Booting the Bill
From: [Community Director]
Subject: Damages in [the cluster]
To: (Recipient list suppressed)
"I am sorry to report that over the weekend there was considerable damage done to the Men's Public Bathroom in [redacted communal space] in the form of vomit on the floors, toilet and walls .... If no one comes forward to accept responsibility for the damages, I will have to charge all of [the cluster] for these damages."
It was not the first time I had gotten such an e-mail. Apparently some of the more prolific drunks in my dorm have aim as bad as their judgment and, most curiously, I have a fiduciary responsibility for their conduct. I could understand it if this message to my residence hall was nothing more than an idle attempt to shame the guilty parties into confessing. But lo and behold, the perpetrator did not come forward and I received a blitz informing me of the subsequent administrative charges made to my Dartmouth Card. This systemic policy of punishing a group for the transgressions of a select few individuals is not an effective policy and directly goes against Dartmouth's egalitarian principles.
First of all, I challenge the notion that the person who ralphed in the communal bathroom was necessarily a resident of the cluster. Unless the perpetrator has the godly ability to retch on command, regurgitation tends to be a spur of the moment event. The bathrooms on almost all floors in my cluster are located within the dorm rooms. These lavatories are inaccessible to non-residents who are therefore much more likely to use communal ones. Ill residents would be much more likely to use the familiar and conveniently located restrooms on their floor, as they would probably be in their rooms anyway.
Because there is a certain element of randomness in housing assignments, charging damages by cluster would unfairly burden students who are forced to live in more rowdy dorms, or ones located off frat row. If we are to hold society to account for this kind of behavior, why not bill the collective fraternity system, as the mystery spewer was likely made ill by excessive drinking in one of their establishments? Why not bill everyone who uses Food Court (they have your DDS records) when someone makes a mess in one of the back rooms?
Another argument in favor of billing residence clusters for damage in communal spaces is that it causes residents to be more vigilant about preventing and reporting incidents like this. Natural human aversion to vomit and the desire to have a clean restroom will make people more vigilant than a trivial surcharge ever will, but these fines do add up over time. Students will continue to get sick and make less than stellar decisions regarding alcohol that lead to emesis regardless of the billing scheme. Regardless of how rigorously and fairly damages charges are applied, guilty students only have incentive to become cleverer in avoiding detection. Charging the cluster would not encourage friends of the sick person to fess up, because the surcharge is not worth the strained friendship and total cost that their friend would have to incur. A random observer would report the mess anyway.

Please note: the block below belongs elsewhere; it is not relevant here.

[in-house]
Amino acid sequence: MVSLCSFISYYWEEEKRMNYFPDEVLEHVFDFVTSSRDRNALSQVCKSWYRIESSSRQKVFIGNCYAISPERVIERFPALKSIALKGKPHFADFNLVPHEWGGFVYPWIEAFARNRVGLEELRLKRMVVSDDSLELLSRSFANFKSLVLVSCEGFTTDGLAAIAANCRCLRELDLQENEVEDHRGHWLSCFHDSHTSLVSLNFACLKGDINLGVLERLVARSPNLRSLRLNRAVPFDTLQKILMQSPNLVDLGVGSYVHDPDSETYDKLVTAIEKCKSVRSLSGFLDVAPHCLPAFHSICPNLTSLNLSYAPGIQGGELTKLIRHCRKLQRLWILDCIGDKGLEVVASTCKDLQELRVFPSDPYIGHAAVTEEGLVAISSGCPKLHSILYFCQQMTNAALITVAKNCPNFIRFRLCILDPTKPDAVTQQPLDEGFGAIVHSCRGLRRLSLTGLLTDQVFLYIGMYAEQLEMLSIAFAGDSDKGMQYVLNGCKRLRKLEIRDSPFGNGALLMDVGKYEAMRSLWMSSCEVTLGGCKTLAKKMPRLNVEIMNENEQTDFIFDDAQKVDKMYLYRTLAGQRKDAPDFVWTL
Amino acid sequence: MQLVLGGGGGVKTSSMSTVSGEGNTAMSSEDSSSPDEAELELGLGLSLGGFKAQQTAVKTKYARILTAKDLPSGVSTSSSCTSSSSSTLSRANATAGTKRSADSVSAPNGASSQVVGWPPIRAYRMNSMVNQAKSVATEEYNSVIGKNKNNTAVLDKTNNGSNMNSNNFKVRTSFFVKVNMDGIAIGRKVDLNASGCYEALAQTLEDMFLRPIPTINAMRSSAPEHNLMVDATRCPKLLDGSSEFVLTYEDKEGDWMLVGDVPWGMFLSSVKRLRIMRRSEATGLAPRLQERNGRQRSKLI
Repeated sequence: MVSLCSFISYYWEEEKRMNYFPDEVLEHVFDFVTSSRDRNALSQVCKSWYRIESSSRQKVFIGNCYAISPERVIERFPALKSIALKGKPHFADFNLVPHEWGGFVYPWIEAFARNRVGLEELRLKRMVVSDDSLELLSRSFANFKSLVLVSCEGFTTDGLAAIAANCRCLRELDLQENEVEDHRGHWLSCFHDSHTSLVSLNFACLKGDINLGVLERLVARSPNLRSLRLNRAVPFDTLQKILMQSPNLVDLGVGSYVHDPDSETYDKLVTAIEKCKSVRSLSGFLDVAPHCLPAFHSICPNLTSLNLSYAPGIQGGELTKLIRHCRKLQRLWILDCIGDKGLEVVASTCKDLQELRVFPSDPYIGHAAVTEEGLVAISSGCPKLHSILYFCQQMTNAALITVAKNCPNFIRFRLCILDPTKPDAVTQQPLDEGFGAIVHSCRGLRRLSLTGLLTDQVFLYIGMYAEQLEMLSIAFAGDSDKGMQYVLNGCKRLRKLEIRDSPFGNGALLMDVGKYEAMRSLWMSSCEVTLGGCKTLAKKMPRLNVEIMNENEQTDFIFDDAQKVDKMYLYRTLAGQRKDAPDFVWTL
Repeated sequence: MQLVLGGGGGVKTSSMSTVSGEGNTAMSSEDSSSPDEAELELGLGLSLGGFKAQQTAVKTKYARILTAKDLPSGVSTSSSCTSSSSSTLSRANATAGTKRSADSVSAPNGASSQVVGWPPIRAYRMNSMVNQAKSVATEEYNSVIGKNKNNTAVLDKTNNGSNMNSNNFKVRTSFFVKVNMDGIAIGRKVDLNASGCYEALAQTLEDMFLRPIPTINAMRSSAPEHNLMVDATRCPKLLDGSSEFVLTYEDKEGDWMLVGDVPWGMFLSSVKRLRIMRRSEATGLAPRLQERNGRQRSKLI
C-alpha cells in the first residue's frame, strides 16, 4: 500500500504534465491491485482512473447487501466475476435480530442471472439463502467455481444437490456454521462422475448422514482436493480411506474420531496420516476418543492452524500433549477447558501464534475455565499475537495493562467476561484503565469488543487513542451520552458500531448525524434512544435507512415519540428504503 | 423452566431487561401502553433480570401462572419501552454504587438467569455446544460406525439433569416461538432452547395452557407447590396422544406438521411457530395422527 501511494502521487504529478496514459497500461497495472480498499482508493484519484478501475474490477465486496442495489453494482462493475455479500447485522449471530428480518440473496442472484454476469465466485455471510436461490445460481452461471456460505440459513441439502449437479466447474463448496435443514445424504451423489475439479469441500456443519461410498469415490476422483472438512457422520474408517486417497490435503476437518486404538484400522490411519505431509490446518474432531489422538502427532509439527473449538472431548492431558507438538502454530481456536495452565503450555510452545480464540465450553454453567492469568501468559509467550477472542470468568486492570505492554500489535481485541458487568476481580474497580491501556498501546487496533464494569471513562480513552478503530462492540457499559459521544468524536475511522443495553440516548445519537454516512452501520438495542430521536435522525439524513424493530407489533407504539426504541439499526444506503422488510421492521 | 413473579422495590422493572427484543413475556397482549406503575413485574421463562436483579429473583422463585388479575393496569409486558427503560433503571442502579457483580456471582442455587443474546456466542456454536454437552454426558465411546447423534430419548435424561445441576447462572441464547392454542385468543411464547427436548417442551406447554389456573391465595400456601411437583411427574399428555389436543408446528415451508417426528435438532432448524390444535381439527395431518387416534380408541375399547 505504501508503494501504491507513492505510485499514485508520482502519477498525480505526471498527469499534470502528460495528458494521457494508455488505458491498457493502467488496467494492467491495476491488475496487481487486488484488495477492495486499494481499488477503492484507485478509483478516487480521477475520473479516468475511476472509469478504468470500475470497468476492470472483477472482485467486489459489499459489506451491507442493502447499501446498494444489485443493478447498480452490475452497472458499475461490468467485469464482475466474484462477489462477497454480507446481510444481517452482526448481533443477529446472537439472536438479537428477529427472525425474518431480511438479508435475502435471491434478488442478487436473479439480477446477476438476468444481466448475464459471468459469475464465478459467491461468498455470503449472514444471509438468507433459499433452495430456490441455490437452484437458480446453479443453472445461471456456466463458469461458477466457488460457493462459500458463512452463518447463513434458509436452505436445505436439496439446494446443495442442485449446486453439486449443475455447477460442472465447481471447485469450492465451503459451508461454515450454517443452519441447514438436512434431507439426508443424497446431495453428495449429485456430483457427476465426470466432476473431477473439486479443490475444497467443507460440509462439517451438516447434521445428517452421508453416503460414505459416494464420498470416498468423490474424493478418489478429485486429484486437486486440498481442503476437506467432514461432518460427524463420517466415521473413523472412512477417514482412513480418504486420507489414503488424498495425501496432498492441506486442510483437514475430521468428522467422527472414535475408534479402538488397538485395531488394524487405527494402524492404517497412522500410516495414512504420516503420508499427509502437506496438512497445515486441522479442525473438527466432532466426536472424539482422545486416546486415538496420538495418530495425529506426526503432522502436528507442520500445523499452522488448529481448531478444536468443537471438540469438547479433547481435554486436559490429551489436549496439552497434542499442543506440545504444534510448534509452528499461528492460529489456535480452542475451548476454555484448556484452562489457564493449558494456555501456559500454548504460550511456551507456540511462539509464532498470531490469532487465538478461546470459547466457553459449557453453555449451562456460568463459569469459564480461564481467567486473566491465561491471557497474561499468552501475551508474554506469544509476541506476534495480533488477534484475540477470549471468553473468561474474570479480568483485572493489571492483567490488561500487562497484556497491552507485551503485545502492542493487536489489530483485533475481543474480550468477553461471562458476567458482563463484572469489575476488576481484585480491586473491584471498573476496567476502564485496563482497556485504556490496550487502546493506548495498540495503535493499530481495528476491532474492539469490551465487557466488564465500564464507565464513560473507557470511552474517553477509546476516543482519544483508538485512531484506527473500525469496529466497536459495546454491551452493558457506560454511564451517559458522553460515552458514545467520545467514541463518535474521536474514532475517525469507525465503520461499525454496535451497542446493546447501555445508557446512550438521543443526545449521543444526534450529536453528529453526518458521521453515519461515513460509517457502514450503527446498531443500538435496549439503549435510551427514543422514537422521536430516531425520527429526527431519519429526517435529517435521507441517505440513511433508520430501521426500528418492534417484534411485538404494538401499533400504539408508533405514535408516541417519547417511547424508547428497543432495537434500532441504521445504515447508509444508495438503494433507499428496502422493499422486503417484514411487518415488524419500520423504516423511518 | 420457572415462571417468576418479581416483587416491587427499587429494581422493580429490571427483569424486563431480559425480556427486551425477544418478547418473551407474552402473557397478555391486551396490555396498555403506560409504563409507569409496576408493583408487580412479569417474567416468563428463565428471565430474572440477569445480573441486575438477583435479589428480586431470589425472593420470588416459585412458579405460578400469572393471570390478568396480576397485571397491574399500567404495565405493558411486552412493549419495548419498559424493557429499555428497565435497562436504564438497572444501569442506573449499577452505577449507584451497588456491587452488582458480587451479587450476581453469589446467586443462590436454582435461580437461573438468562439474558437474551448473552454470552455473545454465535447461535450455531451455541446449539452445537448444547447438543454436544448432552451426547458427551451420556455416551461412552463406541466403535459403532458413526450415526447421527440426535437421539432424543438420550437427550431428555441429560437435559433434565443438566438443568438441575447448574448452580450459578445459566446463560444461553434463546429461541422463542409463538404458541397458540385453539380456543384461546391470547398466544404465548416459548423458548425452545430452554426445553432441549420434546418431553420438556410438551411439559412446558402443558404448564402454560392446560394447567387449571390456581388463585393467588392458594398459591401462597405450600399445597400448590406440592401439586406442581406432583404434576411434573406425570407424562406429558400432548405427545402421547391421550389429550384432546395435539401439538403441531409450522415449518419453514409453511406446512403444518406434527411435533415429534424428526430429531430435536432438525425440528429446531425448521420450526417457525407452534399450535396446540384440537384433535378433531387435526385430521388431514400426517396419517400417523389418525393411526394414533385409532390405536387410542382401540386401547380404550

In the incident above, I was charged $1.04 for damages. Multiplying this by the number of residents in the cluster, I approximate total cleaning cost at more than $340. I have a deep respect for the hard and valued work of our custodians " who really deserve more gratitude than we give them " but I find this charge unusually expensive. For $340, I envision a hazmat team, complete with air tanks and gas masks, braving the radioactive biohazard of a bathroom in order to laser-lasso, Ghostbusters-style, the upchuck from the tiled floor. At Wal-Mart, it takes a minimum-wage worker five minutes to clean up a recent barf with nothing more than a broom and a bucket of sawdust. Grand total: $0.54 plus the cost of sawdust.
A much more effective policy would be to take a percentage every students' housing fees and put it into a communal fund dedicated to the upkeep of every dorm. Using the school's logic, it would give us all a stake in the well-being of all residential halls--not just one's own-- and it would make the entire system more fair. The extra money left over from term to term can be invested in surveillance equipment that would actually ensure accountability when property damage occurs. To continue to punish individuals for the misdeeds of an unknown member of the group is a perversion of justice.